The Bourgeois as Scientist and the Sociability of the Learned Society
In the 1830s the Emulation Society of the Jura, the learned society of Lons le Saunier, received an essay entitled 'Singular Inflammation of Phosphorous in the Body of a Chicken'.1 The paper, offered by an amateur scientist to an assembly of his peers, recounted a family supper in celebration of Mardi Gras. The author, as père de famille, sat at the head of the table and carved the last chicken before Lent. As he cut into the chicken, he observed smoke, which he took to be steam, albeit of an odd colour. His neighbour at the table saw flames inside the chicken, and all present noted an odd smell. Subsequent events demonstrated the true scientific interest of the case:
O great prodigy! With what great astonishment we saw a brilliant phosphorous flame rise from the upper region of the insertion of the neck and spread itself in an instant from one end to another, with a few atoms falling in flames on the table. This sad apparition killed the appetite. . . . Most of the diners refused to eat this infernal dish. Some of the more courageous (myself included) hazarded a taste and finding neither the odour nor the taste of phosphorous, but, on the contrary, a tender and succulent meat, ate with pleasure.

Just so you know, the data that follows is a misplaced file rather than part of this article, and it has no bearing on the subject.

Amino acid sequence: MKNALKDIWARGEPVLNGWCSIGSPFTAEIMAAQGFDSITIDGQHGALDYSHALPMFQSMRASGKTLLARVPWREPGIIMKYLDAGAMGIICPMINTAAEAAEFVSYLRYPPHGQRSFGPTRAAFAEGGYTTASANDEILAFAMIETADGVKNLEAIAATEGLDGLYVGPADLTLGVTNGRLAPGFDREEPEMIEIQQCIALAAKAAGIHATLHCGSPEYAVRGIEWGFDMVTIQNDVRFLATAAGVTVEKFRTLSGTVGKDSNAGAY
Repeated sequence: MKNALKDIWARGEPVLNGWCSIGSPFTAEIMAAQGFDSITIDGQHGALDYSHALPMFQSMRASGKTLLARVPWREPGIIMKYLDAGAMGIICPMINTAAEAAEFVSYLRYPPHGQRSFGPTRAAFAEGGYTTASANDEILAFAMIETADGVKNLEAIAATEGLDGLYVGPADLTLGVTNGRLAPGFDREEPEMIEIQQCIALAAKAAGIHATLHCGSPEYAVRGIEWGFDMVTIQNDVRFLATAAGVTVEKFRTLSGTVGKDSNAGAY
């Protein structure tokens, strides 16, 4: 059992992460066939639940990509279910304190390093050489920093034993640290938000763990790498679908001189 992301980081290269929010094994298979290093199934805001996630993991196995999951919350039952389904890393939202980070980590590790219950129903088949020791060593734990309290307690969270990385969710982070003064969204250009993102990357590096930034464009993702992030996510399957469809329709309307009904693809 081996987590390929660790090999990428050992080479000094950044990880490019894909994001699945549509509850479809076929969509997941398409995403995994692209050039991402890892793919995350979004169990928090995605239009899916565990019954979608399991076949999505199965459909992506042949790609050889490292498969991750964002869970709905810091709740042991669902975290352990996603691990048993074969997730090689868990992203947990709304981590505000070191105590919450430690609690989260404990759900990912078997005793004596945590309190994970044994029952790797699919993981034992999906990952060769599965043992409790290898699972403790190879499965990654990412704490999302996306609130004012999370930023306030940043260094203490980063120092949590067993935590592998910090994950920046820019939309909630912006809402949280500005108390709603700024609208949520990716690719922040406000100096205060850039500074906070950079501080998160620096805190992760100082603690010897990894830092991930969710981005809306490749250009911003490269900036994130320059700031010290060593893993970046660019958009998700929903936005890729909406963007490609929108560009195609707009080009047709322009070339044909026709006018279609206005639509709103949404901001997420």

As a scientist, the carver of the infernal chicken could not leave the mystery unexplored. He proceeded to dissect the chicken on the dining- room table and included a detailed account of the results in his paper. He was perplexed by the absence of any internal organic lesions to explain the chicken's combustion, until he recalled an experiment he had performed a few days earlier. He had heated some phosphorous and, finding the smell and the smoke too strong, had thrown it out of the window. He had explained the phenomenon to his children and warned them to stay away from the phosphorous, but the chickens in the yard must have eaten it.
This solution to the mystery did not entirely satisfy the gentleman-____________________